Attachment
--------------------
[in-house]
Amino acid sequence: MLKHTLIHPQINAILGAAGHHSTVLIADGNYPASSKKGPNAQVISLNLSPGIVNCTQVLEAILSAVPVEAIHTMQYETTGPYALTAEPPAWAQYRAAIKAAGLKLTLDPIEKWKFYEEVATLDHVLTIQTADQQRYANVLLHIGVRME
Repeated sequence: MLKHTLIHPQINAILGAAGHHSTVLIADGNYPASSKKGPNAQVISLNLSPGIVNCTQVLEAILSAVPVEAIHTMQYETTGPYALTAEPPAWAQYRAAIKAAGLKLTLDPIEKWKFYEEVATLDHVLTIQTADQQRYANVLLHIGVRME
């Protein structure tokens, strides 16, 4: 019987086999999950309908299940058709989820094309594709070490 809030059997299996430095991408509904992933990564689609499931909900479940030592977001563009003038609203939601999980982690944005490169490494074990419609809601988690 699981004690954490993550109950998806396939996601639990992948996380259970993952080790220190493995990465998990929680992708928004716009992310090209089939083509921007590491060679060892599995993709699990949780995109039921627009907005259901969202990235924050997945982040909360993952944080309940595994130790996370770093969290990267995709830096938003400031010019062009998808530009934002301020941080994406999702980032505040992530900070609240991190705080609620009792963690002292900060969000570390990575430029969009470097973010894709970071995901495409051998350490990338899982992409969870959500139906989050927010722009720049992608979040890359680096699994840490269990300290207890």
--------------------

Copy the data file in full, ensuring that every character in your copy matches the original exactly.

[in-house]
Amino acid sequence: MLKHTLIHPQINAILGAAGHHSTVLIADGNYPASSKKGPNAQVISLNLSPGIVNCTQVLEAILSAVPVEAIHTMQYETTGPYALTAEPPAWAQYRAAIKAAGLKLTLDPIEKWKFYEEVATLDHVLTIQTADQQRYANVLLHIGVRME
Repeated sequence: MLKHTLIHPQINAILGAAGHHSTVLIADGNYPASSKKGPNAQVISLNLSPGIVNCTQVLEAILSAVPVEAIHTMQYETTGPYALTAEPPAWAQYRAAIKAAGLKLTLDPIEKWKFYEEVATLDHVLTIQTADQQRYANVLLHIGVRME
């Protein structure tokens, strides 16, 4: 019987086999999950309908299940058709989820094309594709070490 809030059997299996430095991408509904992933990564689609499931909900479940030592977001563009003038609203939601999980982690944005490169490494074990419609809601988690 699981004690954490993550109950998806396939996601639990992948996380259970993952080790220190493995990465998990929680992708928004716009992310090209089939083509921007590491060679060892599995993709699990949780995109039921627009907005259901969202990235924050997945982040909360993952944080309940595994130790996370770093969290990267995709830096938003400031010019062009998808530009934002301020941080994406999702980032505040992530900070609240991190705080609620009792963690002292900060969000570390990575430029969009470097973010894709970071995901495409051998350490990338899982992409969870959500139906989050927010722009720049992608979040890359680096699994840490269990300290207890």